NAPA -- It's at the most basic level of the game and yet, the Raiders spent much of training camp working on perfecting the art of tackling.Yes, it's all about desire, but there's technique involved as well, obviously."As a coach you want to help players get better, so you want to put them in positions, No. 1, where they're not going to hurt themselves, and this is from teaching little kids to NFL players -- you've got to teach them how to tackle," said first-year defensive coordinator Jason Tarver. "You've got to teach them to keep their hips down and their eyes up and their feet moving and the correct leverage and know where their help is. So we drill it...we emphasize it in the team period. We talk about, for example, if you and I are going to make a tackle and I'm on the outside of you, I'd say, Outside, outside, outside."That lets those players know that I'm on his outside. Those little things and knowing where your help is, makes you a better team, makes you a better tackling team. And then, the body position. So knowing where your help is, and the body position on contact are things we've emphasized since Day 1. And you can do that without pads on."Strong safety Mike Mitchell came into the NFL with a reputation as a hard hitter and has taken Tarver's lessons to heart, calling him a "baby genius" earlier in camp."Tackling is a mentality," Mitchell said. "I remember a long time ago, a defensive coordinator I had in college was telling us about Vince Lombardi, and he said, 'Imagine that someone just took everything that you had...and you had to get it back. Thats tackling.'"Its more of a mentality and a desire to want to tackle. We can practice it as much as you want, but theres that moment in the game, and the guys got the ball, you got to have that intent and desire to get him down. Were all professionals, too, Ive been playing since I was six, but you know how to tackle, you know how to tackle."One of the bigger criticisms of middle linebacker Rolando McClain through his first two seasons in the NFL was his tackling, or lack thereof.Against Dallas in each team's exhibition opener on Aug. 13, McClain blasted Cowboys tight end Jason Witten hard enough to lacerate his spleen. But he did not tackle him, per se."As he was coming off the field, I said that was a great job on a bootleg, like we've been working all camp, now wrap him up," Tarver said, recalling his brief conversation with McClain. "That's exactly what I told him."And that's exactly what Tarver preached to his defense all camp.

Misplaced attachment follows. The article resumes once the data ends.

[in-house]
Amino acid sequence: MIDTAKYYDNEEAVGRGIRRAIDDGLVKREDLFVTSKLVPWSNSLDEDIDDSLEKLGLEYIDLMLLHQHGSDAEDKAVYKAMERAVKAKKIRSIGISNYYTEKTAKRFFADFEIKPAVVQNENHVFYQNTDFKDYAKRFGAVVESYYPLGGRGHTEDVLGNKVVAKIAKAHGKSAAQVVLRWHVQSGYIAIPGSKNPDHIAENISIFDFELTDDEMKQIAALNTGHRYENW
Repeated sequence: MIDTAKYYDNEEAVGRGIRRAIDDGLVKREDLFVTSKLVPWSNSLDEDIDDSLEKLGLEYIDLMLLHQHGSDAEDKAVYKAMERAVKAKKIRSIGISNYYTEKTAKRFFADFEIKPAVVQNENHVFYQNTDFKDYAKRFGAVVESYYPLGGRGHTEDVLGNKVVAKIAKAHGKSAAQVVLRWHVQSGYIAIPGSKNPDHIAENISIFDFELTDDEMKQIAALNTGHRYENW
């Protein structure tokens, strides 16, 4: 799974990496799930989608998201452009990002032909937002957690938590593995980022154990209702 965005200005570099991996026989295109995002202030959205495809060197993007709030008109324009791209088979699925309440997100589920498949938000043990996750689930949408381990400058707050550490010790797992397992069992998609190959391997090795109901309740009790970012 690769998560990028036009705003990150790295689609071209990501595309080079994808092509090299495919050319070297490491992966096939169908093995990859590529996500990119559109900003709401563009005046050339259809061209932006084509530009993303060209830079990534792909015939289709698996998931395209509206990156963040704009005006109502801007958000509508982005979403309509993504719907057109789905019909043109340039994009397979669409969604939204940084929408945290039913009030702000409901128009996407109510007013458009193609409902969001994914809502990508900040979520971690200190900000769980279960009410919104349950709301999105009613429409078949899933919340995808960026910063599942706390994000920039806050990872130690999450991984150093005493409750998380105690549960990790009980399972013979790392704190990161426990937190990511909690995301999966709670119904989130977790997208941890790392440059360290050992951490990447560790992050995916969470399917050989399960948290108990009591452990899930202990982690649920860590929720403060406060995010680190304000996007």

Raiders quarterback Derek Carr has 247,000 Twitter followers and, given his popularity in the Bay Area, it’s assumed a significant portion stems from this region.
Carr put that megaphone to good use.
Oakland Police sent out an Amber Alert on Saturday hoping to find a young boy gone missing, and Carr retweeted that call for public assistance.
The boy was quickly found after a citizen replied on Twitter and provided information that led to the rescue.
That led an Oakland police officer to credit Carr for helping find the boy.
Carr responded to the news on social media, happy police were able to find a missing child.
@OPDChris great news! Thank you for letting me know they are safe! God bless y'all!— Derek Carr (@derekcarrqb) January 15, 2017
Injury issues bookended Karl Joseph’s rookie year. The Raiders brought their first-round strong safety along slowly while recovering from ACL surgery, keeping him out of defensive action during 2016’s first two games. He missed four at regular-season’s end with a toe injury.
In the middle he played just fine. Joseph was solid against the run and impactful playing deep, allowing him and veteran Reggie Nelson to remain unpredictable in deep coverage.
Joseph finished the year with 60 tackles, an interception and six passes defensed.
That was good enough for recognition on the Pro Football Writers of America’s All-Rookie team, which was released on Tuesday following a vote of the association’s membership.
Dallas Cowboys running back Ezekiel Elliott and Los Angeles Chargers defensive end Joey Bosa were the offensive and defensive Rookies of the Year, respectively.